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Speaking of lengendary Australian comedians, who doesn’t want to snort-chortle questionable fluids through their nostrils while listening to Fisk and Utopia star Kitty Flanagan doing her thing? This audiobook is also very educational, teaching you, amongst other things, both the rignt and wrong ways to ditch someone. It’s probably a good thing that audiobooks are more often than not listened to in the privacy of our own home/car, because the kind of explosively messy laughter she provokes can get thoroughly embarrassing in the great outside.

If you talk about the frontline of forensic science in Australia, comedian and TV and radio host Meshel Laurie is probably not the first name that’s likely to pop into your mind. But she is a woman of many talents, having also penned this book about the work of the Victorian Institute of Forensic Medicine. She interviews the brave souls who sought for the truth amidst  horrendous situations including the 2004 Boxing Day tsunami and the Black Saturday bushfires of 2009. You'll hear a totally different side of Laurie.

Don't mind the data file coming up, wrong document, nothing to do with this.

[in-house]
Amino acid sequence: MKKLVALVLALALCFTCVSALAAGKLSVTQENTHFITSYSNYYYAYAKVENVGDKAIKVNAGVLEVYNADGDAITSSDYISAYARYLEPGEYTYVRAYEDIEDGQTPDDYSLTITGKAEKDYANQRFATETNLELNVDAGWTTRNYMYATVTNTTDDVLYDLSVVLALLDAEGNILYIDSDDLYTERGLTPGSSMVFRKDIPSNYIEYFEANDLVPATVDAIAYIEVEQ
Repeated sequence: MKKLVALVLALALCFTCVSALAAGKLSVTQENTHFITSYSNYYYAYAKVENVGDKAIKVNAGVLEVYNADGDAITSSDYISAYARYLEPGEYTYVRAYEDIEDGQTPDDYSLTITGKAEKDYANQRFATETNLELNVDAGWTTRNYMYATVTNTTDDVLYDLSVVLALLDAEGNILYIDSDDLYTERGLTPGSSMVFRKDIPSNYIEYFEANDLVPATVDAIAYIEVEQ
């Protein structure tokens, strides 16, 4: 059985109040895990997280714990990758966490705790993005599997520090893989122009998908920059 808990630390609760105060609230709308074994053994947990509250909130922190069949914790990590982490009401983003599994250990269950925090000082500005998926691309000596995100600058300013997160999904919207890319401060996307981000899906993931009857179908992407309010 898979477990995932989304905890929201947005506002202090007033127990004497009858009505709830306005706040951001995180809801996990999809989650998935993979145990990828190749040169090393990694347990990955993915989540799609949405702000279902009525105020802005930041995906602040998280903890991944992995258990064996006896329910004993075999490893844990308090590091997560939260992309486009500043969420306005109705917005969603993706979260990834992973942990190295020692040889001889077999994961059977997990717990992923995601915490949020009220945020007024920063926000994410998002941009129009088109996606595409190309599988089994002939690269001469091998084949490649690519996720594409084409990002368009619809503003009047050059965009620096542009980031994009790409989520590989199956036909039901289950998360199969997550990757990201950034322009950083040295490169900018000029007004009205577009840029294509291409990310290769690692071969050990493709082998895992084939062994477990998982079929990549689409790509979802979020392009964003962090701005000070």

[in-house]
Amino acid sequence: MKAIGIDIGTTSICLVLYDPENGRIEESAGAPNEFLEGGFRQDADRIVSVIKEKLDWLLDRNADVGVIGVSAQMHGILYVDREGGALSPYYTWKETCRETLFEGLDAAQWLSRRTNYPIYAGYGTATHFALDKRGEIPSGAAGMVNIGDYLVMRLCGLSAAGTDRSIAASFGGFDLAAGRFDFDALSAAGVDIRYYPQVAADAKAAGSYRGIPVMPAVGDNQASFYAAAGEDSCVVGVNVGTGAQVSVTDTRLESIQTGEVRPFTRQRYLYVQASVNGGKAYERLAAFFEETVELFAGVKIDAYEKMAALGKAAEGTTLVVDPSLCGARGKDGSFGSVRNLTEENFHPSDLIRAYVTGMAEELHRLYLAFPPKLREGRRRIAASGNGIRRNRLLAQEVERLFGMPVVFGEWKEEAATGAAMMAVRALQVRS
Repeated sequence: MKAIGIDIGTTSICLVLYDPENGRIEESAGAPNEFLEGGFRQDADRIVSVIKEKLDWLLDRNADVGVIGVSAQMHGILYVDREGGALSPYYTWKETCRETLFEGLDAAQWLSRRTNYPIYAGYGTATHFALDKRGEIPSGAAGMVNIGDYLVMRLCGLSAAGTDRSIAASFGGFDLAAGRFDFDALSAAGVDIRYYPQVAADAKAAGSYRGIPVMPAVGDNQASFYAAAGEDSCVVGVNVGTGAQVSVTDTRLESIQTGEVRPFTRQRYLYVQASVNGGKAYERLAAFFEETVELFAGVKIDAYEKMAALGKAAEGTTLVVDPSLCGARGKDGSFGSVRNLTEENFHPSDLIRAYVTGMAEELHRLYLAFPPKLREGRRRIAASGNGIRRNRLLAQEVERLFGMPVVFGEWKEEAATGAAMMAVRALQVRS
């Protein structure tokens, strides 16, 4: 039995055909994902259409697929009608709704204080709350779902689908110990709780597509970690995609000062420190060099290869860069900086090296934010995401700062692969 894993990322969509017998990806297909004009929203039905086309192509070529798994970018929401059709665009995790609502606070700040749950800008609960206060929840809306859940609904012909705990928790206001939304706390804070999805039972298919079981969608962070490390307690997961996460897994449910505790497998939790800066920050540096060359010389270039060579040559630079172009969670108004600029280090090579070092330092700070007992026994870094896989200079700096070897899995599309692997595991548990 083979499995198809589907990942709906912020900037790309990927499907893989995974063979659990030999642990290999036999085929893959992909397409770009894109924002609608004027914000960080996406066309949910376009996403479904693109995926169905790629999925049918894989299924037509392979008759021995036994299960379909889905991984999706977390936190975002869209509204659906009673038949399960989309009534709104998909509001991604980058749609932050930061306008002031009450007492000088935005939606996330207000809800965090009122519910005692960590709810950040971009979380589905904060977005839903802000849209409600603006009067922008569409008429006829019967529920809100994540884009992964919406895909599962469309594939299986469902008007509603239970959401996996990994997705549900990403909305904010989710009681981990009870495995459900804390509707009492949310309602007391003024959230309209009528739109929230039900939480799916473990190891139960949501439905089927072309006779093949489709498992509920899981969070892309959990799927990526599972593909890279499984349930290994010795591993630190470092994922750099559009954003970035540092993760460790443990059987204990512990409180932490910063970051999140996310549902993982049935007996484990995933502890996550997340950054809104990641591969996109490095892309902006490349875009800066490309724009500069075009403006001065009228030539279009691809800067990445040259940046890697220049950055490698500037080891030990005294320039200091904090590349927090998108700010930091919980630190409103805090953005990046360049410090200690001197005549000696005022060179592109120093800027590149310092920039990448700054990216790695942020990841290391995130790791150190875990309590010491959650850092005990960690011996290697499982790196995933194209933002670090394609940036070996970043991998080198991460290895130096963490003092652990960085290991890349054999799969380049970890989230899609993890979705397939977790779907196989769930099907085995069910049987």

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A tongue-in-cheek whiplashing of the insanely popular self-help book genre, actor, writer and comedian Julia Morris flags the folly in the subtitle of this irreverent audiobook, ‘Hilariously half-baked life advice from yet another deluded celebrity’. Reading her own deliberate silliness, she’ll teach you how to make the most of your life with hacks including how to (not) get shit done, how to say yes (and then cancel) and how to make it all about you. Because self-care is important, right?